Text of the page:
If Obamacare’s stated goal was to broaden the health insurance market, give more options to consumers, and generally lower the cost of health insurance, courtesy of the IRS’ flawless execution of yet another unprecedented government expansion, it may be in for a tough time. Because while on paper every statist plan of centrally-planned ambitions looks good, in reality things usually don’t work out quite as expected. Case in point the news that Aetna will stop selling health insurance to individual consumers in California at the end of 2013, in advance of Obamacare’s complete transformation of the insurance market: a transformation which just incidentally may see most private health insurance firms follow in Aetna’s steps and the emergence of a single-payer system along the lines of the British National Health Service. A government-mandated and funded system which, needless to say, crushes private enterprise, and ends up costing far more for all involved than an efficient market based on individual wants, needs and capabilities constantly in flux.
But that’s ok – there is an administration which is smarter than the entire market, and a Federal Reserve which will monetize any deficit funding, and the only trade off is making the already ridiculous US federal debt ridiculouser.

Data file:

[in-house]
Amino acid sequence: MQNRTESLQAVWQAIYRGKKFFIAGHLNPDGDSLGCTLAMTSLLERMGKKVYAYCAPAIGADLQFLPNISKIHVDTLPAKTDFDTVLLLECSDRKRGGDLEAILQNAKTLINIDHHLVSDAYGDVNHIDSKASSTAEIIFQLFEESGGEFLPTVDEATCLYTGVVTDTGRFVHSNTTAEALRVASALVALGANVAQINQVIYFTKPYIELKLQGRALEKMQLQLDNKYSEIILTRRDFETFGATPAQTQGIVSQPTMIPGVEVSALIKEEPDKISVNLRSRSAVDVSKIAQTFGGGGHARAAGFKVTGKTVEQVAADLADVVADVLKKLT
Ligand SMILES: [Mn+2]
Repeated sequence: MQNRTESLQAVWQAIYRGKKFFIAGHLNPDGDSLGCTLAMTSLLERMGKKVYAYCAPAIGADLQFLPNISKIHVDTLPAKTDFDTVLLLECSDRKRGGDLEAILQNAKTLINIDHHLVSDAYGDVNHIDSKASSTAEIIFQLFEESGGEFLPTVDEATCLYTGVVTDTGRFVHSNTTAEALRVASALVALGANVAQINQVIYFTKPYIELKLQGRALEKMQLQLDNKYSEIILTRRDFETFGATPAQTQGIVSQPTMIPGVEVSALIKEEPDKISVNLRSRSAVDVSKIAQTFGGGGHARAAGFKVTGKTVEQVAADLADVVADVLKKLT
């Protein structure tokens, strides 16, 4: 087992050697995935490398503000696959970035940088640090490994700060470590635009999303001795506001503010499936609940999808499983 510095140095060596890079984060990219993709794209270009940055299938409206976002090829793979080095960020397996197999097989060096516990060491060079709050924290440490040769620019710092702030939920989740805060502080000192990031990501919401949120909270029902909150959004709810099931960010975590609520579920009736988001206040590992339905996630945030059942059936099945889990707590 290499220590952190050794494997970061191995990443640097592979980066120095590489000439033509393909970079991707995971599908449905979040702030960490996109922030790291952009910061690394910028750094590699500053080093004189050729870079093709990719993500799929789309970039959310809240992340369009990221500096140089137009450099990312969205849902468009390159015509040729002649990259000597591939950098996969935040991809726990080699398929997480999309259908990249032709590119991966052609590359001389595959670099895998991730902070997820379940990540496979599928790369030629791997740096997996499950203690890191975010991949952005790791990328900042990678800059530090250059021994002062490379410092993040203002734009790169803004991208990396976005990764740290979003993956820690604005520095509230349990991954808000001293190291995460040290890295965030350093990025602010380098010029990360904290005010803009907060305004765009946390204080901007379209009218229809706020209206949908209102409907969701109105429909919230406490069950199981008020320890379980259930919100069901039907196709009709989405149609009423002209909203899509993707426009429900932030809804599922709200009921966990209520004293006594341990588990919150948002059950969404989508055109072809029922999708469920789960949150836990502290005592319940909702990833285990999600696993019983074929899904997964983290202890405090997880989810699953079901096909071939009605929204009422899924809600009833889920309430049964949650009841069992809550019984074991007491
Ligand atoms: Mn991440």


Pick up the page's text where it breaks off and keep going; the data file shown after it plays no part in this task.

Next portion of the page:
For more irony we go to the WSJ which informs us that that “pullout is likely to draw attention as California has become a focus of national debate over the law’s impact. Supporters, including President Barack Obama, who highlighted the state in a recent speech, argue that it has shown the success of the health overhaul in encouraging competition and pushing down prices.”
If in some parallel socialist universe, the exit of competitors ends up boosting competition, than yes, we agree. In this one, however, things are a little… different.
For now, Aetna is just the start. A relatively small start: